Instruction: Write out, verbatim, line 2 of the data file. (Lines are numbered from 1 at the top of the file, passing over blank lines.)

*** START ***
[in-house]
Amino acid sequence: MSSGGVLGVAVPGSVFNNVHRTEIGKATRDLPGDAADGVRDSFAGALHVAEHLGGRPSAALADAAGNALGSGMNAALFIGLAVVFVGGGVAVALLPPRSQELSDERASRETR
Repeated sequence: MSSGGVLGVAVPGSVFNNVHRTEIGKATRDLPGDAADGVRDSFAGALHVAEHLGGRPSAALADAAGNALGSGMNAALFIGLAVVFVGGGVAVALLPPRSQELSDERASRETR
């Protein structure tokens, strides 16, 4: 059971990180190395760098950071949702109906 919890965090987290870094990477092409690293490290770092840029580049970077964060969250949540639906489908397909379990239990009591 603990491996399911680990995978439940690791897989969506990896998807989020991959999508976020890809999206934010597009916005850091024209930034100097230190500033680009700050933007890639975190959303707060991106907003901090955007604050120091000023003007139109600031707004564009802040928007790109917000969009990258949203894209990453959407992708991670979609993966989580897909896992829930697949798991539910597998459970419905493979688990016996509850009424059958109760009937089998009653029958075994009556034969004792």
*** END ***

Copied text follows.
Amino acid sequence: MSSGGVLGVAVPGSVFNNVHRTEIGKATRDLPGDAADGVRDSFAGALHVAEHLGGRPSAALADAAGNALGSGMNAALFIGLAVVFVGGGVAVALLPPRSQELSDERASRETR